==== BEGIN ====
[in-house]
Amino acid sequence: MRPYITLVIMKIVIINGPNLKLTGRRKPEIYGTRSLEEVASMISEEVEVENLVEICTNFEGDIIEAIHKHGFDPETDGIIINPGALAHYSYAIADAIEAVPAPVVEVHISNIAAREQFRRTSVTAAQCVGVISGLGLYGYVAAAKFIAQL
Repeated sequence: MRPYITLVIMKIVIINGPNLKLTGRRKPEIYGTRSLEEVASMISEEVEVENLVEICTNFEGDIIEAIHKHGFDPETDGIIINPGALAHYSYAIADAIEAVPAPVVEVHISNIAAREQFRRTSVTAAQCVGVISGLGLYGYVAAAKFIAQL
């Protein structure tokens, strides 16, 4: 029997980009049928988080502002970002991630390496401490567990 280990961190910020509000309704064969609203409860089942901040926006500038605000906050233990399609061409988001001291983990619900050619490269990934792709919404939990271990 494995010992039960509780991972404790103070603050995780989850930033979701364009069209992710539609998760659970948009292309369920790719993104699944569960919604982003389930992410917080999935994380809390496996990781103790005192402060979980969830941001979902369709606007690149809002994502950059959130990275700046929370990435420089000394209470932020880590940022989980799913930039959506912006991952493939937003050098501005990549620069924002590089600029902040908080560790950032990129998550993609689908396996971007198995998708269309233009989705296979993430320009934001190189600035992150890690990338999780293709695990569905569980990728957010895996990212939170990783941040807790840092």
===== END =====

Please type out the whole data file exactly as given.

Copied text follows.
[in-house]
Amino acid sequence: MRPYITLVIMKIVIINGPNLKLTGRRKPEIYGTRSLEEVASMISEEVEVENLVEICTNFEGDIIEAIHKHGFDPETDGIIINPGALAHYSYAIADAIEAVPAPVVEVHISNIAAREQFRRTSVTAAQCVGVISGLGLYGYVAAAKFIAQL
Repeated sequence: MRPYITLVIMKIVIINGPNLKLTGRRKPEIYGTRSLEEVASMISEEVEVENLVEICTNFEGDIIEAIHKHGFDPETDGIIINPGALAHYSYAIADAIEAVPAPVVEVHISNIAAREQFRRTSVTAAQCVGVISGLGLYGYVAAAKFIAQL
């Protein structure tokens, strides 16, 4: 029997980009049928988080502002970002991630390496401490567990 280990961190910020509000309704064969609203409860089942901040926006500038605000906050233990399609061409988001001291983990619900050619490269990934792709919404939990271990 494995010992039960509780991972404790103070603050995780989850930033979701364009069209992710539609998760659970948009292309369920790719993104699944569960919604982003389930992410917080999935994380809390496996990781103790005192402060979980969830941001979902369709606007690149809002994502950059959130990275700046929370990435420089000394209470932020880590940022989980799913930039959506912006991952493939937003050098501005990549620069924002590089600029902040908080560790950032990129998550993609689908396996971007198995998708269309233009989705296979993430320009934001190189600035992150890690990338999780293709695990569905569980990728957010895996990212939170990783941040807790840092």